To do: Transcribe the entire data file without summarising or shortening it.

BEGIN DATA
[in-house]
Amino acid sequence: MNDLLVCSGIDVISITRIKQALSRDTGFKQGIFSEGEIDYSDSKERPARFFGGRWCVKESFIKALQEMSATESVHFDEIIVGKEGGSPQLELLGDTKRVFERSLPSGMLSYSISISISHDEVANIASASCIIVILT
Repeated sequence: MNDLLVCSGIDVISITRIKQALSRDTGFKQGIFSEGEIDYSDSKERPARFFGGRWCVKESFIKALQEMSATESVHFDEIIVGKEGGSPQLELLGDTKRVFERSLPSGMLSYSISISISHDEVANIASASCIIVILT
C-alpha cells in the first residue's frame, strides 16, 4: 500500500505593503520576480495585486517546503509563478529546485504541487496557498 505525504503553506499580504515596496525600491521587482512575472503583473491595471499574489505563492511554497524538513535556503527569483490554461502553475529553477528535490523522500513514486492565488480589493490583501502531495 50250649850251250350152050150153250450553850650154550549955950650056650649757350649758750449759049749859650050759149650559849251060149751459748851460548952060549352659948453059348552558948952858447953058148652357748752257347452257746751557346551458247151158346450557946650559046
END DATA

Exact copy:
[in-house]
Amino acid sequence: MNDLLVCSGIDVISITRIKQALSRDTGFKQGIFSEGEIDYSDSKERPARFFGGRWCVKESFIKALQEMSATESVHFDEIIVGKEGGSPQLELLGDTKRVFERSLPSGMLSYSISISISHDEVANIASASCIIVILT
Repeated sequence: MNDLLVCSGIDVISITRIKQALSRDTGFKQGIFSEGEIDYSDSKERPARFFGGRWCVKESFIKALQEMSATESVHFDEIIVGKEGGSPQLELLGDTKRVFERSLPSGMLSYSISISISHDEVANIASASCIIVILT
C-alpha cells in the first residue's frame, strides 16, 4: 500500500505593503520576480495585486517546503509563478529546485504541487496557498 505525504503553506499580504515596496525600491521587482512575472503583473491595471499574489505563492511554497524538513535556503527569483490554461502553475529553477528535490523522500513514486492565488480589493490583501502531495 50250649850251250350152050150153250450553850650154550549955950650056650649757350649758750449759049749859650050759149650559849251060149751459748851460548952060549352659948453059348552558948952858447953058148652357748752257347452257746751557346551458247151158346450557946650559046